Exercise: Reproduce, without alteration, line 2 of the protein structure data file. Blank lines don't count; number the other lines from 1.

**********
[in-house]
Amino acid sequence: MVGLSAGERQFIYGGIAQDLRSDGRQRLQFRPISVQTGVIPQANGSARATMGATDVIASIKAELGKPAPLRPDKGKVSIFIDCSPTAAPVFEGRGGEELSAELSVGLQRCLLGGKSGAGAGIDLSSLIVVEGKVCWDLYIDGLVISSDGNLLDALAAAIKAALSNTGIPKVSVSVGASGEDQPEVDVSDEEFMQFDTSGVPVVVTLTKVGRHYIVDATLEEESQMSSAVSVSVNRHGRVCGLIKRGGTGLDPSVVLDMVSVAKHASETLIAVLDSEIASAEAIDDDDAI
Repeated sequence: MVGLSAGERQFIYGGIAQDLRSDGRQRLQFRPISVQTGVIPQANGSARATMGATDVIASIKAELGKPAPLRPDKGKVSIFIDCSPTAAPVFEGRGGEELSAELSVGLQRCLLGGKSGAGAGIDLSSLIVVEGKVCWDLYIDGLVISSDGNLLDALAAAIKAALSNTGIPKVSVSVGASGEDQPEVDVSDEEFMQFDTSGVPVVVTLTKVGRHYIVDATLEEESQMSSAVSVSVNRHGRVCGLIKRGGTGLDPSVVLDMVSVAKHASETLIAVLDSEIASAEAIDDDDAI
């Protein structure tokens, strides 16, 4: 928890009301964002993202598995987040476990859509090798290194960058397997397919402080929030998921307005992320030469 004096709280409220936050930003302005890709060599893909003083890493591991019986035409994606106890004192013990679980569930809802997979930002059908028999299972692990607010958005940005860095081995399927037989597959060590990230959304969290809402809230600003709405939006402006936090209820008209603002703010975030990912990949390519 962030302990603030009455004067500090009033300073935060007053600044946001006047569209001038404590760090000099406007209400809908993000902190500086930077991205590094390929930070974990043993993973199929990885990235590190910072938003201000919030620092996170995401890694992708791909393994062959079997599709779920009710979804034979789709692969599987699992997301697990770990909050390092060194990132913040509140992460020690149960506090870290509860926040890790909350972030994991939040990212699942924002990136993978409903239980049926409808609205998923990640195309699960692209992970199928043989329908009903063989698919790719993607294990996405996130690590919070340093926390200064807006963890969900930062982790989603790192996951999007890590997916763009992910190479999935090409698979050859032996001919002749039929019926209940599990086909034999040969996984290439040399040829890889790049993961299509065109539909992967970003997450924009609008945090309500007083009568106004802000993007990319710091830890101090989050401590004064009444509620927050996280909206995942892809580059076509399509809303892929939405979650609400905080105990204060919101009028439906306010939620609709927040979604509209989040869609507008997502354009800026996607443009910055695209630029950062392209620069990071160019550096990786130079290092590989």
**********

Amino acid sequence: MVGLSAGERQFIYGGIAQDLRSDGRQRLQFRPISVQTGVIPQANGSARATMGATDVIASIKAELGKPAPLRPDKGKVSIFIDCSPTAAPVFEGRGGEELSAELSVGLQRCLLGGKSGAGAGIDLSSLIVVEGKVCWDLYIDGLVISSDGNLLDALAAAIKAALSNTGIPKVSVSVGASGEDQPEVDVSDEEFMQFDTSGVPVVVTLTKVGRHYIVDATLEEESQMSSAVSVSVNRHGRVCGLIKRGGTGLDPSVVLDMVSVAKHASETLIAVLDSEIASAEAIDDDDAI